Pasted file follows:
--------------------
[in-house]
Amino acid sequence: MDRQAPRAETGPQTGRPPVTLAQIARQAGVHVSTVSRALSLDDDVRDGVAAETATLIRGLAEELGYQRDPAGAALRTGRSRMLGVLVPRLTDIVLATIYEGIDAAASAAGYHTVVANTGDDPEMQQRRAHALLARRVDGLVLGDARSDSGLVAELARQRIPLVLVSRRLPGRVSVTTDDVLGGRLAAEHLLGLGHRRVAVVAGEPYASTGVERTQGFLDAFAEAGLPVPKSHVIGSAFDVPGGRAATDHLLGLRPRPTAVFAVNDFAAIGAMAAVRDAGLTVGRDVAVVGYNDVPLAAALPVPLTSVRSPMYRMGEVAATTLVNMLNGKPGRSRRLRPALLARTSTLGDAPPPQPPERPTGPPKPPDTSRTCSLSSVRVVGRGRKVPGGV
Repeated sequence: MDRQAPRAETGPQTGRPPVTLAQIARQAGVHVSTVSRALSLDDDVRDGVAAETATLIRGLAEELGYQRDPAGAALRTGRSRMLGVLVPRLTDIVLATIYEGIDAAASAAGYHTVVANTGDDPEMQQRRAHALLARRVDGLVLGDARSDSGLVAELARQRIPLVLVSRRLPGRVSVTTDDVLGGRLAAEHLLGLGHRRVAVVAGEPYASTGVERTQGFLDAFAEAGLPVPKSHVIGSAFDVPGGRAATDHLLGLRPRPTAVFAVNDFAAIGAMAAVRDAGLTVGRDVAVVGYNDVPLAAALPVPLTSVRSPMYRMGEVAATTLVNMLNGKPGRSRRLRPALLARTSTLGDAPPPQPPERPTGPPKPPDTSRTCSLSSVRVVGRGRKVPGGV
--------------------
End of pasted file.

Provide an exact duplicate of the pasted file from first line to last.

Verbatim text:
[in-house]
Amino acid sequence: MDRQAPRAETGPQTGRPPVTLAQIARQAGVHVSTVSRALSLDDDVRDGVAAETATLIRGLAEELGYQRDPAGAALRTGRSRMLGVLVPRLTDIVLATIYEGIDAAASAAGYHTVVANTGDDPEMQQRRAHALLARRVDGLVLGDARSDSGLVAELARQRIPLVLVSRRLPGRVSVTTDDVLGGRLAAEHLLGLGHRRVAVVAGEPYASTGVERTQGFLDAFAEAGLPVPKSHVIGSAFDVPGGRAATDHLLGLRPRPTAVFAVNDFAAIGAMAAVRDAGLTVGRDVAVVGYNDVPLAAALPVPLTSVRSPMYRMGEVAATTLVNMLNGKPGRSRRLRPALLARTSTLGDAPPPQPPERPTGPPKPPDTSRTCSLSSVRVVGRGRKVPGGV
Repeated sequence: MDRQAPRAETGPQTGRPPVTLAQIARQAGVHVSTVSRALSLDDDVRDGVAAETATLIRGLAEELGYQRDPAGAALRTGRSRMLGVLVPRLTDIVLATIYEGIDAAASAAGYHTVVANTGDDPEMQQRRAHALLARRVDGLVLGDARSDSGLVAELARQRIPLVLVSRRLPGRVSVTTDDVLGGRLAAEHLLGLGHRRVAVVAGEPYASTGVERTQGFLDAFAEAGLPVPKSHVIGSAFDVPGGRAATDHLLGLRPRPTAVFAVNDFAAIGAMAAVRDAGLTVGRDVAVVGYNDVPLAAALPVPLTSVRSPMYRMGEVAATTLVNMLNGKPGRSRRLRPALLARTSTLGDAPPPQPPERPTGPPKPPDTSRTCSLSSVRVVGRGRKVPGGV